George Deals, Specials & Catalogues
George is a prominent city within the Western Cape province of South Africa.
In addition to being a major population center for the region, the city is known as a popular holiday destination for South Africans as well as some foreigners, and boasts many cultural attractions as well as an interesting history that dates back to the early years of Dutch expansion within South Africa. George lies along the famous Garden Route, and serves as the commercial and administrative hub of this region as well as that of the municipality bearing its name. The city itself was named after King George III, the reigning British monarch at the time of its foundation.
George’s history dates back to the mid-eighteenth century at the time of the Dutch East India Company’s expansion into deeper regions of the Cape. The town the would become George began as a humble outpost for the Company, intended to be a major supply point for the provision of timber for the construction of buildings, furniture, ships, and other forms of transport such as ox wagons. In 1795, along with the Cape colony itself, this outpost was taken over by the British, but continued to serve most of its previous functions.
In 1811, the magistracy of Swellendam (in which the outpost fell) was subdivided, and the town of George officially founded. The town was proclaimed on St. George’s Day by the Earl of Caledon, and named after the king. A number of furrows, many of which which still remain, were dug to supply water to the first plots in the new settlement. From this point on, many settlers began to move towards the George region to take advantage of the growing timber industry there as well as the agreeable living conditions, and the town’s population began to grow at a steady rate. From its earliest days, George’s population was a mix of nationalities, including British, Dutch, and Italian, as well as some indigenous peoples.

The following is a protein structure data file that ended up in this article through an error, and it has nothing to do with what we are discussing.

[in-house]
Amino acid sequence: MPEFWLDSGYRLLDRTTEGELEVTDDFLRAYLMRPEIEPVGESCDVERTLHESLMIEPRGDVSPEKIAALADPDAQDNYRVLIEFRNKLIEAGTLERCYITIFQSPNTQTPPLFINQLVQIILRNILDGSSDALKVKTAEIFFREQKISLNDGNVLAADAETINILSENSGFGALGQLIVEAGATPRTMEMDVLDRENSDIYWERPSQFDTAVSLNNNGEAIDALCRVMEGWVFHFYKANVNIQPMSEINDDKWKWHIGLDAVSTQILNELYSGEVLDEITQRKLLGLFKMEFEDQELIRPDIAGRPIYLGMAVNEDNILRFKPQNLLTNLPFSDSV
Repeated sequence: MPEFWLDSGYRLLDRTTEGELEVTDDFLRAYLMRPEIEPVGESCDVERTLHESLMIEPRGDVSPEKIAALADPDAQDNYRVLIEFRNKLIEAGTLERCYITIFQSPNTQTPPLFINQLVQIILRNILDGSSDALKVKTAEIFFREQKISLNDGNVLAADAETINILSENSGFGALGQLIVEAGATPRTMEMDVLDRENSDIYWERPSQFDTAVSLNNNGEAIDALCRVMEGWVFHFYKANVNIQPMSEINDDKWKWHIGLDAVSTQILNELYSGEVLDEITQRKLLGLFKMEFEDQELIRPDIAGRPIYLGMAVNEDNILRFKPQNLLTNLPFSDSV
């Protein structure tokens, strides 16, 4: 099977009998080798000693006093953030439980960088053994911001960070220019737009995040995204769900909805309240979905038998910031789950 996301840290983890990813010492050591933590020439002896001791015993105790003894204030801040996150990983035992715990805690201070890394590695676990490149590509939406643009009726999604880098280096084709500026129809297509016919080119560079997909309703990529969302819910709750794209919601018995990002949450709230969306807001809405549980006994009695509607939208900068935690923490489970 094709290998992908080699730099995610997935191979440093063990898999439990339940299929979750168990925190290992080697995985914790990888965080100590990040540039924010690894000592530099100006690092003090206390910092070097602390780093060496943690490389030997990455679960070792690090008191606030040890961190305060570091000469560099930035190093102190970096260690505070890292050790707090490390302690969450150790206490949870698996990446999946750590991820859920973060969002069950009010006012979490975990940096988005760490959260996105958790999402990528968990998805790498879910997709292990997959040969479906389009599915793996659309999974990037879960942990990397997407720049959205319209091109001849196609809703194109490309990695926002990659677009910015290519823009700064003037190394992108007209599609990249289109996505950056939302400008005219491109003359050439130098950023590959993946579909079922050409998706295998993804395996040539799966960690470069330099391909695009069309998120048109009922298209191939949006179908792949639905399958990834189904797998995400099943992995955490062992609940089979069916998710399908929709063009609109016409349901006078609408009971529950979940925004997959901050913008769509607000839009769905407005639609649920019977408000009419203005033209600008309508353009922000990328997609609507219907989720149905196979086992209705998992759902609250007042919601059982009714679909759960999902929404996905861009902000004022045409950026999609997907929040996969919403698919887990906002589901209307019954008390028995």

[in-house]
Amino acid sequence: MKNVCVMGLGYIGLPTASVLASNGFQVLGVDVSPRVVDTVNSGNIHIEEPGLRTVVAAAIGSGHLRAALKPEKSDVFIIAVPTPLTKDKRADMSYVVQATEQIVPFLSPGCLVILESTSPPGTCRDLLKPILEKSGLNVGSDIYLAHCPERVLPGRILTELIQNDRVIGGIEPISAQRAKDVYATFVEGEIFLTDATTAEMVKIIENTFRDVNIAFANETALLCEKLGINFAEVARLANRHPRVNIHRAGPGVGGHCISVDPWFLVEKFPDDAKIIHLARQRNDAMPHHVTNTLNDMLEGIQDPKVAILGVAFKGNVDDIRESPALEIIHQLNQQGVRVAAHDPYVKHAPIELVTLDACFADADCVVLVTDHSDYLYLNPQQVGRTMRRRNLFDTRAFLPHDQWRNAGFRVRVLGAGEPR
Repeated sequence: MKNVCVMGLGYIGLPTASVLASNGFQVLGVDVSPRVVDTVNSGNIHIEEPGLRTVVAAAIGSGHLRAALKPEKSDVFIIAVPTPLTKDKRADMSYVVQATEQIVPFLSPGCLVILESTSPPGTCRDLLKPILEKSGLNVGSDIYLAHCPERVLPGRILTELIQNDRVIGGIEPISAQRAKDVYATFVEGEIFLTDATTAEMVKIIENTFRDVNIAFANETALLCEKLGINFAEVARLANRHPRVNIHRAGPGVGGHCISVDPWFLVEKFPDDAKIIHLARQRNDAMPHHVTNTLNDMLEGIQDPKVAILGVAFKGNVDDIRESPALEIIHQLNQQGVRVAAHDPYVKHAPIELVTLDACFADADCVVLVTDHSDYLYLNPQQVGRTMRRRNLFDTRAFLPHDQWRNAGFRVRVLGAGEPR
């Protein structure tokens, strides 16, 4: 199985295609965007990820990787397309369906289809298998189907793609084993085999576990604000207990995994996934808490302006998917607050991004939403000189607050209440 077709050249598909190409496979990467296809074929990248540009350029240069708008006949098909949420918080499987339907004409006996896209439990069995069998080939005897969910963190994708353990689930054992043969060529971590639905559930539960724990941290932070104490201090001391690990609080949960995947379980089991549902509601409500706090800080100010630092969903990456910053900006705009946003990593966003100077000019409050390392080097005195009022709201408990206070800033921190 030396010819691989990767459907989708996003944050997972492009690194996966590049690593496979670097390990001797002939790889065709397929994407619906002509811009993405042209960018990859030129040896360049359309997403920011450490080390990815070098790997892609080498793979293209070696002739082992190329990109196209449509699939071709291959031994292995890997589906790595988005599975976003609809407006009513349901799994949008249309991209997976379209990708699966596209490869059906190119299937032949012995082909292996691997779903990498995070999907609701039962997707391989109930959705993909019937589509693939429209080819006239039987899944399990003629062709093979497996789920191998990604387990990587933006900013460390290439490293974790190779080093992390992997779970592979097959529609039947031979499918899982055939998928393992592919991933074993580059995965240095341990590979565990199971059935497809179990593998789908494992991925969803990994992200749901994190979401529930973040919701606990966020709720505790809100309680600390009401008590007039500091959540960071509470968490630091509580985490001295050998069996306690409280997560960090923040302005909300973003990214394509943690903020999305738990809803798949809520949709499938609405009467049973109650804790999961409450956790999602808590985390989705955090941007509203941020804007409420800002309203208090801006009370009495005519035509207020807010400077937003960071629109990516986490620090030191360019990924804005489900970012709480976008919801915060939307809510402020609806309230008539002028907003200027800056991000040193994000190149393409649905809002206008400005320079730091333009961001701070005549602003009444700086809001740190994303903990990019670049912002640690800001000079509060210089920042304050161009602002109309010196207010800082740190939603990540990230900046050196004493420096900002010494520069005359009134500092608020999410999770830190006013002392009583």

George is located roughly halfway between Cape Town and Port Elizabeth, along the Garden Route that runs along the coastline of the region. The town is situated on a plateau that is bordered by the Outeniqua mountains to the north, and the Indian Ocean to the south. Its nearest neighbour is the town of Pacaltsdorp, which lies to the south of George itself.
George’s most notable landmarks are largely historical in nature. One of the more interesting of these is the so-called Slave Tree, an old English Oak planted by the first mayor of the town that has a chain and lock embedded in its trunk. The King Edwards VII Library is considered to be the best example of Edwardian architecture in the city. The Tsitsikamma National Park is also located near to George.
George is home to around 157,394 people, at a density of approximately 1900 per square kilometer.
The majority of the population is Coloured, with Afrikaans being the most commonly spoken first language in the area.